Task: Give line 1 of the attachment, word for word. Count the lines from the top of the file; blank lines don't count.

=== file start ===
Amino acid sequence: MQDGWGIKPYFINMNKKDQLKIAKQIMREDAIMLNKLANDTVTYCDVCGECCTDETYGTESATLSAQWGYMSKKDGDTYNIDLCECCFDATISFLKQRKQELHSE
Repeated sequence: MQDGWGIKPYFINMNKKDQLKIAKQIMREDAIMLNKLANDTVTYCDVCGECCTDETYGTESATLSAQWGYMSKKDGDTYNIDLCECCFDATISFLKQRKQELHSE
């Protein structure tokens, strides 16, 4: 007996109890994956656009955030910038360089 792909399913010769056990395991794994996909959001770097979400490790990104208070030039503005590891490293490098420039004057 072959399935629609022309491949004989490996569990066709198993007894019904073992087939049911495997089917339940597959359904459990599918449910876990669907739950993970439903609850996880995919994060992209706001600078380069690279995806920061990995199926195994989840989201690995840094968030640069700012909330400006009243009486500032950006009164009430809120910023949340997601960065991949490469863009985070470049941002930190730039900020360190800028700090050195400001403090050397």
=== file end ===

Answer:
Amino acid sequence: MQDGWGIKPYFINMNKKDQLKIAKQIMREDAIMLNKLANDTVTYCDVCGECCTDETYGTESATLSAQWGYMSKKDGDTYNIDLCECCFDATISFLKQRKQELHSE